"Poetry lifts the veil from the hidden beauty of the world, and makes familiar objects be as if they were not familiar."
March 21, 2011 4:29 AM   Subscribe

Between Page And Screen is an augmented-reality book of poems (written by Amaranth Borsuk) developed by Brad Bouse. Like a digital pop-up book, you hold the words in your hands. Print a marker and try it. Requires Webcam.

Between Page and Screen is a hand-bound and letterpress-printed book of poems that engages both the digital poetry and artist's book traditions to consider the place of books in an era of screen-based reading.
This twenty-poem chapbook contains no text, only stark black-and-white geometric shapes and a web address leading to this site, where the reader follows instructions to display the book on his or her webcam. Our software detects the square markers in the book and displays corresponding word animations mapped to the surface of the page. Because the animations move with the book, they appear to inhabit "real" three-dimensional space—a kind of digital pop-up book.
The poems—a series of cryptic letters between two lovers, P and S—do not exist on either page or screen, but in an augmented reality only accessible to the reader who has both the physical object and the device necessary to read it.
posted by Fizz (7 comments total) 5 users marked this as a favorite

 
only accessible to the reader who has both the physical object and the device necessary to read it.

They know people could just buy a book, right? Or read it onscreen.

It's an interesting technology but not seeing how this is really something I'd want to do. Having to buy and flip the book to see animations on the screen doesn't seem like much fun based on the demo.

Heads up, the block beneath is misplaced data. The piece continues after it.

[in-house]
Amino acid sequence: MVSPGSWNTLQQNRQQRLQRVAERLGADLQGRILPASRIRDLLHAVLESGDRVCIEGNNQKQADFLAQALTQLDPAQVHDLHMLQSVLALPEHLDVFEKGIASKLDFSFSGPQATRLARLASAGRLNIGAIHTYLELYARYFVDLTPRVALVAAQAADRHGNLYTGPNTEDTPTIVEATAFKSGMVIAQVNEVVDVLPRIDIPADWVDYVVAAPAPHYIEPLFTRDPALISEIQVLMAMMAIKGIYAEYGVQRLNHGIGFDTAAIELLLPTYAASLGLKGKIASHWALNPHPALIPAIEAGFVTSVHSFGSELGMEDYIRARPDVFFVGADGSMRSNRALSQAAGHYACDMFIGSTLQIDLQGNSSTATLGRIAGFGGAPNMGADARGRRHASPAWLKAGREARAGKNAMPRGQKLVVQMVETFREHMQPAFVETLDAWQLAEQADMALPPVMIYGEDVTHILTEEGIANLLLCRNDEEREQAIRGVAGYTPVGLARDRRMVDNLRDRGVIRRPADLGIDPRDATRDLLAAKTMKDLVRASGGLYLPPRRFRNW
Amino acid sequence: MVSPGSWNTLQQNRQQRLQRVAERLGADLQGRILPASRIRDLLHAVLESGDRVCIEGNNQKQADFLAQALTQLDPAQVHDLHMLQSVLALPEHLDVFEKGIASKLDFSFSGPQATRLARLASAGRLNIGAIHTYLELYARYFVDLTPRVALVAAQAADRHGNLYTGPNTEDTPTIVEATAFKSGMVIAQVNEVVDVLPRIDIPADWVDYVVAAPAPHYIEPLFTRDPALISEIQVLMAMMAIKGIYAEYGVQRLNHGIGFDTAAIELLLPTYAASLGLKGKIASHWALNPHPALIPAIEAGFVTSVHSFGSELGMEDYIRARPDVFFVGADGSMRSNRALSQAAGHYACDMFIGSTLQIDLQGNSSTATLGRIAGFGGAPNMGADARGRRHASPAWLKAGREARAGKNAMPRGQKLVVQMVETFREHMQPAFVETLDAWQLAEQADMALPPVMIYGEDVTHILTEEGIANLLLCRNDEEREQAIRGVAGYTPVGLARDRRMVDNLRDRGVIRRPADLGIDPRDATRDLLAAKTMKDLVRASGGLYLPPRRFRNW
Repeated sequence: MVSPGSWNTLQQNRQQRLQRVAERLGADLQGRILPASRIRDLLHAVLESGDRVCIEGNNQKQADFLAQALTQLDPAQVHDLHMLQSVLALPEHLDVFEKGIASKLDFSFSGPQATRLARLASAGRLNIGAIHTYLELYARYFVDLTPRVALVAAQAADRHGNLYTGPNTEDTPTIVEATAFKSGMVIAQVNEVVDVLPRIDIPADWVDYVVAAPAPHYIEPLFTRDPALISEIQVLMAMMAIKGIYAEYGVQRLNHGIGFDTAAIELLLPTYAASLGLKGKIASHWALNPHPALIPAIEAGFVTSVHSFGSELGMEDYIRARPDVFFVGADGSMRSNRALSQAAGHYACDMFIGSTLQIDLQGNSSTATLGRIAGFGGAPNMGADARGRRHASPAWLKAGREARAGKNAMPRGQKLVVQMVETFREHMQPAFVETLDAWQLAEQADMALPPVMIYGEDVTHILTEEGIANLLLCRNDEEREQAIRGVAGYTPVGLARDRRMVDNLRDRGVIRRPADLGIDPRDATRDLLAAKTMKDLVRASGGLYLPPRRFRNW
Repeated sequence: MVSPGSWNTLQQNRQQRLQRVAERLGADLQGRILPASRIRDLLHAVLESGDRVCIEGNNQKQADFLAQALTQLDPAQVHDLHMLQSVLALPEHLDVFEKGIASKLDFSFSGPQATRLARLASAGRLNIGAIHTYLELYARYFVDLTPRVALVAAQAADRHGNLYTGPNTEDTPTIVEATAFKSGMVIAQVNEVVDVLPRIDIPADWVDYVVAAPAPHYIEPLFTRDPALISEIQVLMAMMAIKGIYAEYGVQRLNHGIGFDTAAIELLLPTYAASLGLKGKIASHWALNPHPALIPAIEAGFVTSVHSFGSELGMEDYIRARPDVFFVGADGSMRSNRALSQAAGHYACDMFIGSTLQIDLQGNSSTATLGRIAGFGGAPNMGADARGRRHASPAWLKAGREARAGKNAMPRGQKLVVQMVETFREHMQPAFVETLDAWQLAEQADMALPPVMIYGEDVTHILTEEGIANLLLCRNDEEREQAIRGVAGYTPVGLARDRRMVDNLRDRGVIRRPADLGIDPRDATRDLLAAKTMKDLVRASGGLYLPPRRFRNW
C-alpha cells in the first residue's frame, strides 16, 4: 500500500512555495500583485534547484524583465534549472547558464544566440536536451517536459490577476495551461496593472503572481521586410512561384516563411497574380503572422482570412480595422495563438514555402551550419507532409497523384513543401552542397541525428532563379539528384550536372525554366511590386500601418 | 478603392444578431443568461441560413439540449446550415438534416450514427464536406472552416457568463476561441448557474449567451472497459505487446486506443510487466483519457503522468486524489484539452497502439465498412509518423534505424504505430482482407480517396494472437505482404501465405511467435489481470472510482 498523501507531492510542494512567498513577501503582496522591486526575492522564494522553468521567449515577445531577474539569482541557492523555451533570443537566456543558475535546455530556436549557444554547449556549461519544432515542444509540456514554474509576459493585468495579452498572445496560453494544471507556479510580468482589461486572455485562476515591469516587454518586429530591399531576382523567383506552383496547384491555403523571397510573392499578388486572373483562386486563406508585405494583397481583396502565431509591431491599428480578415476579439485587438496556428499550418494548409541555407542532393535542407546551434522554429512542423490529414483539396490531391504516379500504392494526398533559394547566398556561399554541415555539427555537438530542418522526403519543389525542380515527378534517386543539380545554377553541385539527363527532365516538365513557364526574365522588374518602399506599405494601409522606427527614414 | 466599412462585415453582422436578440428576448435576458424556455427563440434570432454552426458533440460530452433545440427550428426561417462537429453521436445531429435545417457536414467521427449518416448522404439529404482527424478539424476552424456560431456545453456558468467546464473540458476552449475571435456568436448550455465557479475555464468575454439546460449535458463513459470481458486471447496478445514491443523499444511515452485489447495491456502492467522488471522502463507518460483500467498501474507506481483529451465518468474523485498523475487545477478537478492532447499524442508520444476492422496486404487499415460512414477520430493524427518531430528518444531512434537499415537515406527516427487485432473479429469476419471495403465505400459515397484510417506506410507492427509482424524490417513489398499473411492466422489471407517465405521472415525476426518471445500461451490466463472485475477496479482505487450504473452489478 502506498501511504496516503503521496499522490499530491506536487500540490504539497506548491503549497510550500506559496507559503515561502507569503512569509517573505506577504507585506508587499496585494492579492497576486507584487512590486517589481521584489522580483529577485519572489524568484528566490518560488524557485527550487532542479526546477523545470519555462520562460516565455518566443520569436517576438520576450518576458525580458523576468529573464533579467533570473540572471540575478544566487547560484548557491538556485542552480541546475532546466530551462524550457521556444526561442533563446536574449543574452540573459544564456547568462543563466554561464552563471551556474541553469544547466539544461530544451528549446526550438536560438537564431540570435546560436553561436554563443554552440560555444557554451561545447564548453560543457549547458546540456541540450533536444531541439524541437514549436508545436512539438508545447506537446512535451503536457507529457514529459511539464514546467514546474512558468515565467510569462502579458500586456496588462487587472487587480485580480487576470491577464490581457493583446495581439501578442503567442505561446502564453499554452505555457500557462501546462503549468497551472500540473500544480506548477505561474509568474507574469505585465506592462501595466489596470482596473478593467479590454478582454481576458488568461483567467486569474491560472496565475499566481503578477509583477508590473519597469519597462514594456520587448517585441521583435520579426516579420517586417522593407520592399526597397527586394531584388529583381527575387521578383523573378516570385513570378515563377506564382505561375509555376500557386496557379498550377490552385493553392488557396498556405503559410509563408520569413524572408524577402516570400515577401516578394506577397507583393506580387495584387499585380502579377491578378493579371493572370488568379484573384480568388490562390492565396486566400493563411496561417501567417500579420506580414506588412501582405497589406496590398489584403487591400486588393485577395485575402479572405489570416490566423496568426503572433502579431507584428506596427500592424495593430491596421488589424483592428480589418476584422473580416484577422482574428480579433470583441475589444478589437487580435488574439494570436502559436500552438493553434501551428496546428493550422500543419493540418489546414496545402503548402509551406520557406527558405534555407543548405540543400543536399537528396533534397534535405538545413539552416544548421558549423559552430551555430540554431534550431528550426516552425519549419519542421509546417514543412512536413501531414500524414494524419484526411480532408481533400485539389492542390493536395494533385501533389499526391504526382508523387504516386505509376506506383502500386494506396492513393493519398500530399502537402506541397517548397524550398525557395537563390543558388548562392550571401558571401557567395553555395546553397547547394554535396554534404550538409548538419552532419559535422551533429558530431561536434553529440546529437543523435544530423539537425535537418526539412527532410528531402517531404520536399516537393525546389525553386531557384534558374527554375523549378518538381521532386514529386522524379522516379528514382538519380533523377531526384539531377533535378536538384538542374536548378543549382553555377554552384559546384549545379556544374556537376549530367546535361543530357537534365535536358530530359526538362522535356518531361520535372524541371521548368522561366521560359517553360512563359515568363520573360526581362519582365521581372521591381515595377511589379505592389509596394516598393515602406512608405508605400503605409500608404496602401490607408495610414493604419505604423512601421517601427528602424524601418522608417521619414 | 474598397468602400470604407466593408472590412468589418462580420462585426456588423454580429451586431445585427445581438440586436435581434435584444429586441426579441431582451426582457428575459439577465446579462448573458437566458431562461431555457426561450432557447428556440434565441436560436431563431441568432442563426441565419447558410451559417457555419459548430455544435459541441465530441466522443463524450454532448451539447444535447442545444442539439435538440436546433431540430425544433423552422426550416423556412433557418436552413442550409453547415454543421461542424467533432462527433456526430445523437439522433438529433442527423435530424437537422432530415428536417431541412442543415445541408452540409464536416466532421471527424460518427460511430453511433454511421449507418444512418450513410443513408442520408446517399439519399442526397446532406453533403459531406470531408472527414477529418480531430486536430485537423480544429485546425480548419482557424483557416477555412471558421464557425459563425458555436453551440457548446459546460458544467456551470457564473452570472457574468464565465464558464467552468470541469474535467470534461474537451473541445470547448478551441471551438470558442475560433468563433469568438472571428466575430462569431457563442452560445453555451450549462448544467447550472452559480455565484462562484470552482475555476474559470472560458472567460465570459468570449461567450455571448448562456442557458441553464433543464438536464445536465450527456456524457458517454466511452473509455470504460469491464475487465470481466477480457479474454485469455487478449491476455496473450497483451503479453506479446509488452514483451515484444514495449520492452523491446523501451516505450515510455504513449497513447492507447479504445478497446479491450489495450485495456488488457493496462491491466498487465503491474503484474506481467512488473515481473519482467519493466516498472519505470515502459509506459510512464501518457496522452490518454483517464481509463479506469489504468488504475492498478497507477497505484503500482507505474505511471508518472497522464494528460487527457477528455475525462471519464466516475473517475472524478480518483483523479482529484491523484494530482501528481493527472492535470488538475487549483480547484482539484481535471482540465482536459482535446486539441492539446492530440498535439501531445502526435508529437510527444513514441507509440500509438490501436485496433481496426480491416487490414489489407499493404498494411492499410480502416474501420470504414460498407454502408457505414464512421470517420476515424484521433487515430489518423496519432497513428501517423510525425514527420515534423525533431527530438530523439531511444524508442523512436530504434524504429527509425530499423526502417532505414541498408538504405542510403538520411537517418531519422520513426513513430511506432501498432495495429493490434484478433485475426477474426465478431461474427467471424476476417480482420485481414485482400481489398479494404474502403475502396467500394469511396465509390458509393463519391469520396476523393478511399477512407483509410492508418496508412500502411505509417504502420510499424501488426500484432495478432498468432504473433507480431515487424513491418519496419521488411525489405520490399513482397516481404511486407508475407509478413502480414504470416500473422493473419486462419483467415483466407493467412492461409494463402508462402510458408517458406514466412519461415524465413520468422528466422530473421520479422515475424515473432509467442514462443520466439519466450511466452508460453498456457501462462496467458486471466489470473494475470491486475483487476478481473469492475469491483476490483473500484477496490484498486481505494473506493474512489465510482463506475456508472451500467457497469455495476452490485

posted by Brandon Blatcher at 5:33 AM on March 21, 2011


do not exist on either page or screen, but in an augmented reality only

I like this aspect of the concept. Its an advanced take on cryptography, where you need the key and the code to read the letters.
posted by infini at 6:12 AM on March 21, 2011


They know people could just buy a book, right? Or read it onscreen.

How much creativity, imagination, & technological innovation would be lost if people only thought in these terms?!
posted by Fizz at 6:22 AM on March 21, 2011


How much creativity, imagination, & technological innovation would be lost if people only thought in these terms?!

You do realize they're using books and reading onscreen, right?

I hear you, just saying their particular implementation of new shiny technology isn't doing much based what I'm saying. Is there potential? Sure, but currently it's missing something, as it struggles with the books and onscreen metaphor.

Its kind like a visual representation of the comic book gutters, where unseen things happen between the panels in a book or strip. This technology is now putting something in that space, but it hasn't quite grasped the implications of doing. Where it a comic book, it would be neat if it could show some of that in between action, say, a fleeting memory which is spawning the action between panels or perhaps thought balloons.

I wonder what'll happen when the web cam is able to see you or the environment around you and insert words and pictures based on that? That could get really interesting.
posted by Brandon Blatcher at 6:32 AM on March 21, 2011 [1 favorite]


I wonder what'll happen when the web cam is able to see you or the environment around you and insert words and pictures based on that? That could get really interesting.

Don't advertisers already track eye movement scans across web pages and place ads accordingly?
posted by Fizz at 6:56 AM on March 21, 2011


Don't advertisers already track eye movement scans across web pages and place ads accordingly?

I wonder what interesting non advertising concepts or different ways of telling a story will arise from this concept.
posted by Brandon Blatcher at 7:03 AM on March 21, 2011


I like the basic idea. The necessary equipment is part of the metanarrative. These are letters between two lovers, much like the Griffin and Sabine trilogy by Nick Bantock. The use of special equipment denotes an invitation into that "world of two" that a close connection can create.

However, from what I've seen of the project (without the special equipment), the end result is aesthetically disappointing. But it's a good start, overall, on the path down which storytelling is evolving.
posted by xenophile at 9:39 AM on March 22, 2011


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